Yield to the squirrel
One of the most imperiled mammal species on the planet, the endangered Mount Graham red squirrel in Arizona is rapidly being shoved into the abyss of extinction by people who claim to be scientists. The situation is so desperate that without immediate intervention, the squirrels may not even make it through the winter.
A recent fire that scorched the remaining ancient forest on Mount Graham has reduced the squirrel population from 252 to just 35.
By supporting and endorsing the actions of the UA-led Mount Graham International Observatory project, university astronomers, administrators and their allies have, at least since the 1980s, contributed to the extinction of the squirrels.
Astronomers and the journalists said that the Mount Graham red squirrel’s most recent plight is because of the catastrophic fire this summer on the mountain. Although there has always been fire on the mountain, there have not always been Abert’s squirrels, Bible camp, astronomers, pine bark beetles, which came in droves when the astronomers launched their astrophysical development work and telescopes, which fragment the squirrels’ habitat and make their movements precarious.
Even if conservation biologists and astronomers cannot agree on who is to blame for the squirrel’s impending extinction, we can agree on the following: if the only thing humans cannot control is fire, then get the hell off the mountain. Yield to the squirrel. Begin radical habitat restoration.
As was determined nearly 30 years ago, astrophysical development, including tree clearing and road construction, and other related activities to make way for Big Science are never compatible with the squirrel’s needs. In fact, biological assessments showed that the astronomers’ plans would negatively impact the squirrel’s critical habitat and impede its recovery, making a viable, long-term population of squirrels unlikely. UA did not listen.
Because of fire suppression and other conditions, scientists have long predicted the a catastrophe was likely. In fact, the last catastrophic fire that the Mount Graham red squirrel experienced was more than 300 years ago. The squirrels have been able to adjust, but not when there are structures occupying its territory and inhibiting its movements.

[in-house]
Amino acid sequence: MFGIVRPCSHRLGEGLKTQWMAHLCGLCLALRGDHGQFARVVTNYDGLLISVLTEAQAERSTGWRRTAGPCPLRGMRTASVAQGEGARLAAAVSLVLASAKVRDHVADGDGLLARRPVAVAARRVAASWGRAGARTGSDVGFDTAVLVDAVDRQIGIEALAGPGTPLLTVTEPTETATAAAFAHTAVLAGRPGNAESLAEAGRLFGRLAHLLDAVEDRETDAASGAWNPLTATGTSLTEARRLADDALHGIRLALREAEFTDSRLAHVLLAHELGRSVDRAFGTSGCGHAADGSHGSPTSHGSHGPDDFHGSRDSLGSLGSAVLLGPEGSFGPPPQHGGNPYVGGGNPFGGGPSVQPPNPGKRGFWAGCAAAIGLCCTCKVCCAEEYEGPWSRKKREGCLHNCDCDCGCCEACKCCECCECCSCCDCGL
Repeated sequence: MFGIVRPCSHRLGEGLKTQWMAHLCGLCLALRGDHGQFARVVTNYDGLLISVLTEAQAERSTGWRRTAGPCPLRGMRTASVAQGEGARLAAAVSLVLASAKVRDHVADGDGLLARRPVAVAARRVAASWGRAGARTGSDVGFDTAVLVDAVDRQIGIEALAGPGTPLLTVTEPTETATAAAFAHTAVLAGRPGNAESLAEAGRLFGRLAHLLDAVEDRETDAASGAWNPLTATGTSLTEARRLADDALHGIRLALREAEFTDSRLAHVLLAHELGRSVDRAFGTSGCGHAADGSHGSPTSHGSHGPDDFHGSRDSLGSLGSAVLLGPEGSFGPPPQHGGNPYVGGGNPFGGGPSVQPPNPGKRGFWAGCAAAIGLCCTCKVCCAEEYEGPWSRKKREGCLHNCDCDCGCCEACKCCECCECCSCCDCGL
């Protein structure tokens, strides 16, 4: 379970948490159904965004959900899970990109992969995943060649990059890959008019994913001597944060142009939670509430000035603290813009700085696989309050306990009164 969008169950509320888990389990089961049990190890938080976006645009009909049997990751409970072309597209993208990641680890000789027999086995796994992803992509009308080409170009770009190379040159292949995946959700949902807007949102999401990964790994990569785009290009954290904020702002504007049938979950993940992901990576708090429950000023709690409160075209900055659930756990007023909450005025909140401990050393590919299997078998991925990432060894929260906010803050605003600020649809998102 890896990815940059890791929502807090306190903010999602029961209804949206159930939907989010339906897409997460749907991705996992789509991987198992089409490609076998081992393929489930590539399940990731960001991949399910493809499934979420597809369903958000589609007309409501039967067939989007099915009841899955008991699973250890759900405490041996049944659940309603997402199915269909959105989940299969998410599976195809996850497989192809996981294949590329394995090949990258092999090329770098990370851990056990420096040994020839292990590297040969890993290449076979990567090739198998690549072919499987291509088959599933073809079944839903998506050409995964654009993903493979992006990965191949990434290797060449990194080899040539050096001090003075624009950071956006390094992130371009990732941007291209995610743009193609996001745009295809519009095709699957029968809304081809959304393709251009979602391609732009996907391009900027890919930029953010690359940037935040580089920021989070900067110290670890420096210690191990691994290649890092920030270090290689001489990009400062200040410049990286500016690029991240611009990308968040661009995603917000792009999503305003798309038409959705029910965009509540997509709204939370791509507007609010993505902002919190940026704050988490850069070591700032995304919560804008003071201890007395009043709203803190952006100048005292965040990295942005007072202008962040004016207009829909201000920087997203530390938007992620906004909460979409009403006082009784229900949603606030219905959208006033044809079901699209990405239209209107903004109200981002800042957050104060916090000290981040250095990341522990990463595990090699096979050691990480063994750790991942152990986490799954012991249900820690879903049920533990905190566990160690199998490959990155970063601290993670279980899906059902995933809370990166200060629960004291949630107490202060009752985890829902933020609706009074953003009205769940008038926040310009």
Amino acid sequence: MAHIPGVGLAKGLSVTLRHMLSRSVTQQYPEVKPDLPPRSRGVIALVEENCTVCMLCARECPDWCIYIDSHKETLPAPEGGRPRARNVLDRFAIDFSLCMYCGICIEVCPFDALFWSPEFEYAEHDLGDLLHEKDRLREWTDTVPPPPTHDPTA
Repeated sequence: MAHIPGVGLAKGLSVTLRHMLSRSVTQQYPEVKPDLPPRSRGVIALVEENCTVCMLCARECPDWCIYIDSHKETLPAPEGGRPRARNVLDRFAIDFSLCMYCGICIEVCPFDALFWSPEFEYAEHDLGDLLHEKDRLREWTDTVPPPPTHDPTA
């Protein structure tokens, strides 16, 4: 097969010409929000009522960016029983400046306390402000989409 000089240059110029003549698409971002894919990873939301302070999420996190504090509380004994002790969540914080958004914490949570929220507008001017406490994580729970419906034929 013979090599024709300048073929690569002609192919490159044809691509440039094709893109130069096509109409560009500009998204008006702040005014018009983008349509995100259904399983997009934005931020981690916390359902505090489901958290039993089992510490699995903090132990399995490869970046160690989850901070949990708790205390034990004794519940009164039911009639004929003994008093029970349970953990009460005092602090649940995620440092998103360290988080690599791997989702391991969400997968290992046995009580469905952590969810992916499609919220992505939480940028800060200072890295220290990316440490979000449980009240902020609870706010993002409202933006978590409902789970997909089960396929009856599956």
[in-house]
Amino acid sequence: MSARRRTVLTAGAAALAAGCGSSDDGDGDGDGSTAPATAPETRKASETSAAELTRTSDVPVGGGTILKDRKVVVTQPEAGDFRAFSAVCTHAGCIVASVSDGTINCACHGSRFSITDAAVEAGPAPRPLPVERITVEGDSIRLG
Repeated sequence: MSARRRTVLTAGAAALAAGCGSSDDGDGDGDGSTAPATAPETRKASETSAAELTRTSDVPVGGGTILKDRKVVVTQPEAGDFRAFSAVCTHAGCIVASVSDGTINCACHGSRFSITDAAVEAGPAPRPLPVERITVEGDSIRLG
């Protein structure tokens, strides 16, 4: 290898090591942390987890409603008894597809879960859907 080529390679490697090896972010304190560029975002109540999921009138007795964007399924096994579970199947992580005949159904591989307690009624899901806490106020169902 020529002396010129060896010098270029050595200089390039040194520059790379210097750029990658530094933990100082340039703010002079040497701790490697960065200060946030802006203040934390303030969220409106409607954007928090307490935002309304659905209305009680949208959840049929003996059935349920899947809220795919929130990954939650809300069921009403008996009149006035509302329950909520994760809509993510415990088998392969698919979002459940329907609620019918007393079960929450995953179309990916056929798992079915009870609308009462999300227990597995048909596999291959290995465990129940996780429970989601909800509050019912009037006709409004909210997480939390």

As the Arizona Daily Star reported in 2000, “A former UA researcher who now works at the University of Tennessee, [Dr. Henri] Grissino-Mayer studied the wildfire history of Mount Graham and determined from fire scars in tree rings that the spruce-fir forest last burned in 1685. The summit of Mount Graham is overdue for a ‘catastrophic, stand-replacing, wipe-out-everything-on-the-face-of-the-Earth-type fire,’” he said. It was a mistake to allow telescopes to be built there, and the thousands of dead, insect-ravaged trees will compound the fire threat, he said. “As far as I’m concerned, those telescopes are just gonna become melted gobs of goo,” Grissino-Mayer said.
The planet is currently experiencing a biodiversity crisis; one that humans are causing. An estimated dozens of species per day, mostly insects and mollusks, perish. Common and rare species have been lost in the Earth’s sixth great mass extinction event.
Ground zero for such activities are places such as Mauna Kea, Galapagos and Madagascar, as well as “Sky Islands” such as Mount Graham, which contain at least 30 rare, threatened, endangered and unique distributions of plants and animals — at least 18 of which are endemic.
Extinction is forever. UA’s promotion of astronomy on Mount Graham should not be.
Joel Helfrich currently teaches history at Monroe Community College in Rochester, New York. He is writing a book about the struggle for Mount Graham.